• Instant cold packs
  • Sterile gauze
  • Triangular bandages with safety pins
  • Triple antibiotic ointment
  • Waterproof adhesive tape
  • A fire blanket
  • Sterile alcohol prep pads


4. Dress Appropriately

Lab team members should wear long pants or skirts and closed-toe shoes. Short skirts, shorts, loose clothing, sandals, and dangling jewelry should not be worn. Long hair should be tied back at all times. 

Long-sleeved lab coats should be put on before entering the lab. The lab coat should cover the wearer to the knees. Clinicians who are working in a lab using open flames or pyrophoric materials should wear a lab coat made of flame-resistant material. Aprons may also be used when handling hazardous chemicals or solvents. 


5. Practice Fire Safety

Many labs, particularly those using alcohol burners or solvents have a high potential for flash fires, explosions, and rapid fire spread. To reduce the risk of fire, your team should keep the lab tidy and store materials safely.

Flammable liquids should be kept in special storage cabinets. Outlets should not be overloaded, and extension cords should not be used. You should keep a fire blanket in your first aid kit. Your lab should have an easily accessible fire alarm system.

You must have appropriate fire extinguishers for the substance you use. Fire extinguishers are classed by the type of fire they put out. 

  • Class A: paper, wood, textile, and some plastics.
  • Class B: flammable liquids
  • Class C: electrically conductive fires
  • Class D: flammable solids such as titanium, sodium, or magnesium. 

Many fire extinguishers are Class A, B, and C combined. 


6. Avoid Food or Drinks in the Lab 

Eating, drinking, and chewing gum should be prohibited in the lab where hazardous materials are used. Taking medicines should also not be permitted. Any eating or drinking utensils such as cups, plats, and silverware should not be stored anywhere near where hazardous materials are stored or handled. 


7. Check All Equipment

To maximize the use and safety of your lab electrical equipment, you should wipe down the exterior of all equipment at the end of each day. Equipment should be deep cleaned weekly. As lab manager, you should be aware of any special processes required for cleaning equipment. 

Equipment should be calibrated regularly. The best way to ensure this is done correctly is to take an inventory of your lab equipment and decide which type of maintenance is most suitable, for example, basic preventative maintenance or advanced maintenance. Your lab equipment inventory and safety and maintenance protocols can be stored in your electronic lab notebook where they can be accessed at any time.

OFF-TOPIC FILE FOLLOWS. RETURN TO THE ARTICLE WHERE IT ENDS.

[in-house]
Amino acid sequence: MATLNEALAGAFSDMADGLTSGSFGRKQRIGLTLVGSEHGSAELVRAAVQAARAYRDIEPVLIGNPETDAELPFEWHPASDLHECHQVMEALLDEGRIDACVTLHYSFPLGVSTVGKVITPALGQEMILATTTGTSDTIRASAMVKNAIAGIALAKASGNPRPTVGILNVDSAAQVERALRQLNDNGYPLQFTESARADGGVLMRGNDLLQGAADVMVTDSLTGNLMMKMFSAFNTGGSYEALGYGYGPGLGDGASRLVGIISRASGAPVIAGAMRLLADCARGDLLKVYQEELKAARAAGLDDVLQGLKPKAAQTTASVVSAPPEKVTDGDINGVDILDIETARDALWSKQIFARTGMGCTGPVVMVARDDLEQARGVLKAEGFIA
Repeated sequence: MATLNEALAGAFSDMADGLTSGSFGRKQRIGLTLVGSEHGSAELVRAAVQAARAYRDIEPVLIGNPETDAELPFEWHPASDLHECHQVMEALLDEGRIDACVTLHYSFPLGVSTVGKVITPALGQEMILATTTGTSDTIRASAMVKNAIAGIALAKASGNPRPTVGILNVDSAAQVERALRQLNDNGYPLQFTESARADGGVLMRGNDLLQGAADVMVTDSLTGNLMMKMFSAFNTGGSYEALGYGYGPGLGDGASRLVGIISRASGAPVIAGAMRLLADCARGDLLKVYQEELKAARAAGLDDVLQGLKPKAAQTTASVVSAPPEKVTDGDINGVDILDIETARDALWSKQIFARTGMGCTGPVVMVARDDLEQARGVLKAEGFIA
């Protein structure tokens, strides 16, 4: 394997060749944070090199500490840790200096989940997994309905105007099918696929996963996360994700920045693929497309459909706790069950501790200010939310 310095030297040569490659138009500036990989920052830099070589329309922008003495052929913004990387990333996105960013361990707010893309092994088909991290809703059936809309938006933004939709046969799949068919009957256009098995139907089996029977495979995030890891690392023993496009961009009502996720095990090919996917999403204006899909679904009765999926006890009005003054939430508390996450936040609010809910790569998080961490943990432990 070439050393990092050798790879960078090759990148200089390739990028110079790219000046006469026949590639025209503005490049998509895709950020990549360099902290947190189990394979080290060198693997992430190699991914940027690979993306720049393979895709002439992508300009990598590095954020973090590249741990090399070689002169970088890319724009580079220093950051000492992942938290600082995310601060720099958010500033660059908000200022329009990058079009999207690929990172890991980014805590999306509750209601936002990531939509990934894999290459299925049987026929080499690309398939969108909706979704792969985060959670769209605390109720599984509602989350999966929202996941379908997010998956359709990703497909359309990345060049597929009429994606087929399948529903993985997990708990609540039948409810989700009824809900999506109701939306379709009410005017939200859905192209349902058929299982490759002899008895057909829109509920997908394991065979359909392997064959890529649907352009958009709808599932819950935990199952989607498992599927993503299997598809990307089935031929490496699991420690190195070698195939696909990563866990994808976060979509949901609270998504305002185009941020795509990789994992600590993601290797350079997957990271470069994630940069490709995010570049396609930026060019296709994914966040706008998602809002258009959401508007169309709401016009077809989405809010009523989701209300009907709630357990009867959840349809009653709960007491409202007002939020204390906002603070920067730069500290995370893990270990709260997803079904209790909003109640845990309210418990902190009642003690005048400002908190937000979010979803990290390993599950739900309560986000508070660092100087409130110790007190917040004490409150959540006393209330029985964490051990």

8. Properly Dispose of Waste

There are three main means of safely disposing of laboratory waste. These are:

  • Trash disposal: This is suitable for non-hazardous materials. 
  • Specialized disposal boxes: These waste containers are designed for certain types of material. For example, sharp and broken glass, culture stocks, and human blood products.
  • Offsite treatment: To ensure biosafety, some chemical waste, such as pathogens, may need to be taken offsite by a professional company for treatment or recycling. 

All substances used in your laboratory should be kept in their original containers and  properly labeled with the correct disposal methods. 


9. Carefully Follow All Instructions

Safety protocols and procedure instructions should all be followed closely. Each of your team members should be familiar with all safety rules and regulations from the outset. 

All warnings should be heeded. All materials should be handled properly and safely using the correct implements and PPE. It can benefit your team to have regular updates on safety protocols and procedures. 

If you’re having trouble keeping track of your lab’s reagents and libraries for DNA sequence editing, check out Genemod’s electronic lab notebook software for a user-friendly tool to transform your workplace.


Lab Safety Rules with Genemod

Maintaining lab safety is crucial for your team members and the quality of your research. It is also important that everyone who works in your laboratory is aware of all the safety regulations and knows exactly what to do if a hazard arises. 

With the help of Genemod’s electronic lab notebook (ELN), you can easily coordinate lab protocols and plan ahead for safety. Contact our team at Genemod today so we can discuss how we can help you customize an ELN for your laboratory. We can even provide you with a free demo.